The diameter of the thoracic artery is a biomarker for heart attack and other adverse cardiovascular events in women and men, according to a new study published in the journal Radiology.
Aorta is a large artery that carries oxygenated blood to the heart and other parts of the body. The part that goes through the chest, known as the thoracic aorta, is divided into an ascending aorta that rises from the left ventricle of the heart and a descending aorta behind the chest.
Chest aorta grows with age, but changes in vessel size and structure, a phenomenon known as vascular remodeling, have a systemic nature that involves basic measures of hemodynamic-cardiovascular function and blood circulation এবং and biological processes that are cardiovascular. Associated with
“Thoracic aorta enlargement is a frequent finding in clinical practice, but there is some long-term data regarding its long-term prognosis for the outcome of large cardiovascular disease at the population level,” said Maryam Kavousi MD, PhD, senior author of the study. Department of Epidemiology at Erasmus MC, Rotterdam, University Medical Center Rotterdam in the Netherlands.
Of the 2,178 participants in the population-based Rotterdam study, Dr. Cavusi and colleagues evaluated these organizations. Participants underwent multi-detector CT scans between 2003 and 2006 and were followed for an average of nine years. Chest aorta diameter was indicated for body mass index (BMI).
Larger BMI-indexed ascending and descending thoracic aortic diameters were significantly associated with increased risk of adverse cardiovascular outcomes, such as stroke and death, in both men and women.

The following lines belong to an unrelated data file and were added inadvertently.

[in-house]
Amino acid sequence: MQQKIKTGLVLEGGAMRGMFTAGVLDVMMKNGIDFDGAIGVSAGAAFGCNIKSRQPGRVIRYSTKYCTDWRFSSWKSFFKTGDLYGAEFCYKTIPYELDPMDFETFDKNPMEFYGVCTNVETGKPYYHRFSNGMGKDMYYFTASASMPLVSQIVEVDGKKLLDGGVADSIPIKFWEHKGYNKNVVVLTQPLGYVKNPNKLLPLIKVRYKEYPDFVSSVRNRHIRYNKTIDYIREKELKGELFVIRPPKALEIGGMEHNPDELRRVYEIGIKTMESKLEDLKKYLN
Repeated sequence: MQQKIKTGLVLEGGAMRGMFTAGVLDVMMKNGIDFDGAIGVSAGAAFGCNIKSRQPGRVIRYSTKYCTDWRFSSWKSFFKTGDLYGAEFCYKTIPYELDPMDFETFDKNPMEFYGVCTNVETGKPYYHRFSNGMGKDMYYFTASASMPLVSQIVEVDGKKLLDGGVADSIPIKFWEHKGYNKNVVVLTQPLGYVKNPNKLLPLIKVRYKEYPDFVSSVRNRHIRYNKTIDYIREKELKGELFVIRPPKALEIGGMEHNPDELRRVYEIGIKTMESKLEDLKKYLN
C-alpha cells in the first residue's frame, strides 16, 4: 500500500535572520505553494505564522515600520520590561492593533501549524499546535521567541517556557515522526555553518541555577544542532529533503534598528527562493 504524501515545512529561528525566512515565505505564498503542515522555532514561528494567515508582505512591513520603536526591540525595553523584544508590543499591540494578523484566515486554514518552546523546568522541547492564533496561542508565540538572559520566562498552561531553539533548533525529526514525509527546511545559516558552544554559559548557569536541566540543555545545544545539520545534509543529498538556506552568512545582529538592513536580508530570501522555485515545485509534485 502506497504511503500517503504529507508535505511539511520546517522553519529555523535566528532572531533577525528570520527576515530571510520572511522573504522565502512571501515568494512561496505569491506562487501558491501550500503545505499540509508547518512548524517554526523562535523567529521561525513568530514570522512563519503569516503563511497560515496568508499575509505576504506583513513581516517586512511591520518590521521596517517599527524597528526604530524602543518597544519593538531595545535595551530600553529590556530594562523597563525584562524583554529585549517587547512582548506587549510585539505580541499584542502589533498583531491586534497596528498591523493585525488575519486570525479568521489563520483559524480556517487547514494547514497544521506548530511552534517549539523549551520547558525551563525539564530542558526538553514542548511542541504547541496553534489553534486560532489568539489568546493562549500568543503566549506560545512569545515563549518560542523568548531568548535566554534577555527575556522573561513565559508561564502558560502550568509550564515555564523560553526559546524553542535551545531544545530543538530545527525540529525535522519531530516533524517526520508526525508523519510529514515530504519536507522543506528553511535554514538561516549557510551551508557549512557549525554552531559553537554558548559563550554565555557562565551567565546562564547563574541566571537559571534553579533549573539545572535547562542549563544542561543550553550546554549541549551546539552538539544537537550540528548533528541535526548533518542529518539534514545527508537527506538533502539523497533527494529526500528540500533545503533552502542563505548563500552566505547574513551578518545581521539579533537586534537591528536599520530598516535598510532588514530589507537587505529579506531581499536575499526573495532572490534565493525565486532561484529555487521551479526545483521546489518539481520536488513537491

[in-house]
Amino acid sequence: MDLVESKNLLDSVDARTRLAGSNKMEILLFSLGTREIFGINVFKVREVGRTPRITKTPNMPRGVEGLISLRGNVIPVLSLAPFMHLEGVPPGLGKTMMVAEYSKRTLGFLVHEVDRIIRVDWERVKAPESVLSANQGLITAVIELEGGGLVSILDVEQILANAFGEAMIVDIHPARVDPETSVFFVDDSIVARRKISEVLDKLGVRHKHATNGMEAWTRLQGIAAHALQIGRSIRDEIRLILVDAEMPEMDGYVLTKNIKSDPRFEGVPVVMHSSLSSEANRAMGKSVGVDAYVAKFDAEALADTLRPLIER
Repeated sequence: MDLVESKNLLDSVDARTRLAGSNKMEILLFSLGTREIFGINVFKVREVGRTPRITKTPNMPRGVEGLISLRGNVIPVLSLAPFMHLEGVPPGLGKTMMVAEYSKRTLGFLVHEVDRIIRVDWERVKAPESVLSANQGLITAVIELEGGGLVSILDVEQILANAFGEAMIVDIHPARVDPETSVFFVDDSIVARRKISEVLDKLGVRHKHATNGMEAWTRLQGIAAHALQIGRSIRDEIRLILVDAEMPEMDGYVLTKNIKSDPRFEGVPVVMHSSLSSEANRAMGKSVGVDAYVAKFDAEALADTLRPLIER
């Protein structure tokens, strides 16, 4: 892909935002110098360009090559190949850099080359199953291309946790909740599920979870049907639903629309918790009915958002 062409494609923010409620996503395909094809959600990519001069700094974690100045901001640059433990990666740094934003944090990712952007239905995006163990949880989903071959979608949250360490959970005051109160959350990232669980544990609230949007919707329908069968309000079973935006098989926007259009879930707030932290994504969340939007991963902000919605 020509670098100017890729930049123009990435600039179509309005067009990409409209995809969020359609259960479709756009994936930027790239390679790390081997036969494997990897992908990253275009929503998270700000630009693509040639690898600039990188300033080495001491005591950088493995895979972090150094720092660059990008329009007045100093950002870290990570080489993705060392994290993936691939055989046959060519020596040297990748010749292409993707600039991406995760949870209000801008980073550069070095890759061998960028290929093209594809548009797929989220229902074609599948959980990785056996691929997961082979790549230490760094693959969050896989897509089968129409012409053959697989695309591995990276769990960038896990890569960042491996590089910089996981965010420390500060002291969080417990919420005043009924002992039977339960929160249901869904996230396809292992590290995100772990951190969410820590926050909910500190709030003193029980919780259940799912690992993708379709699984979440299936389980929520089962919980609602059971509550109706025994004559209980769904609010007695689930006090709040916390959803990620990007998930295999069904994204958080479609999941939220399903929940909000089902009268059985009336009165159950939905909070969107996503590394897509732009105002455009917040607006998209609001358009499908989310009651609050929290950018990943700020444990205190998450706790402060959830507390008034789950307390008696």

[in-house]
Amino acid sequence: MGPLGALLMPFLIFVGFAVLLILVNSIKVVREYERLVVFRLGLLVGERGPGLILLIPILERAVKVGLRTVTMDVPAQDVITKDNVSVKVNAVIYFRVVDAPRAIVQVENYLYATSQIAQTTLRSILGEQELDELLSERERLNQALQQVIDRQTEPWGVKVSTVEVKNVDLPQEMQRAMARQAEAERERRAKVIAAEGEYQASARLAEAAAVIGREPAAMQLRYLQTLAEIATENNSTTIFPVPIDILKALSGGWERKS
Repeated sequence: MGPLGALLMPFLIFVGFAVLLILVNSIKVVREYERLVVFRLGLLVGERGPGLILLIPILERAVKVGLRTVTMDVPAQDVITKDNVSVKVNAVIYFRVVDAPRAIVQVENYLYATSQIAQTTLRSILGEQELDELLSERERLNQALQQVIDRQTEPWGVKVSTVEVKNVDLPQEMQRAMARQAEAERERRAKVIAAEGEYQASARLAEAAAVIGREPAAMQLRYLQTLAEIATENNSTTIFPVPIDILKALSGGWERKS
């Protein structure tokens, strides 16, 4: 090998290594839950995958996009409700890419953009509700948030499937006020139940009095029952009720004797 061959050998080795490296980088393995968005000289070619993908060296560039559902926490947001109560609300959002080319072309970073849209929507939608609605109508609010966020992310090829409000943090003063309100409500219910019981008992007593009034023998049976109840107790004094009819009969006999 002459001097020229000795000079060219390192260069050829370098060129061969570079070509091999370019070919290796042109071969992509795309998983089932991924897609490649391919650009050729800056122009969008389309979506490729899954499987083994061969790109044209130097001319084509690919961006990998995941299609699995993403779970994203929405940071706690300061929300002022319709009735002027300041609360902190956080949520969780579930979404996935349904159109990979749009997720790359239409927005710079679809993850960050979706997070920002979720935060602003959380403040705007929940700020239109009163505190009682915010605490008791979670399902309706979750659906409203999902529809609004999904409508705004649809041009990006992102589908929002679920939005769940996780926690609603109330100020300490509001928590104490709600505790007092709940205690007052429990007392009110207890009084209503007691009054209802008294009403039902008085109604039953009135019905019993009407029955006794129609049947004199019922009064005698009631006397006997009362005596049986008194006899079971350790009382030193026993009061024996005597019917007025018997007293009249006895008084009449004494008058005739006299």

“Our results suggest that imaging-based assessment of the diameter of the thoracic aorta may be considered a risk indicator for future cardiovascular disease,” said Dr. Kavousi.
Among women, a larger ascending aortic diameter was associated with a 33% higher risk of cardiovascular death. Reconstruction of the aging aorta seems to be different with the rapid deterioration of women between men and women.
“Aging can adversely affect the health and structure of the aorta in women more than in men,” said Dr. Cavusi.
The results of the study suggest that cardiovascular risk assessment associated with thoracic aortic size in asymptomatic women and men may lead to effective, gender-specific prevention strategies.
“Since aortic diameter is significantly related to body size, the use of indexed aortic diameter for body measurements may improve its prognostic value for cardiovascular outcomes,” said Dr. Kavousi.
Assessment of thoracic aorta size could easily be added to existing screening methods, the researchers said. Cardiac CT scans placed in the study are already commonly used to assess coronary calcium. Thoracic aortic diameter can also be measured regularly, for example as part of CT-based lung cancer screening.
The current study was based on a single city-based assessment of the thoracic aorta in a large group of participants in the general population, followed for nine years for cardiovascular outcomes and mortality. Researchers recently repeated a thoracic aorta CT-based assessment among these participants after the middle of 14 years.
“It provides an exciting and unique opportunity to study the sex-specific risk profile and the types of growths in the thoracic aorta of the general population,” said Dr. Kavousi.
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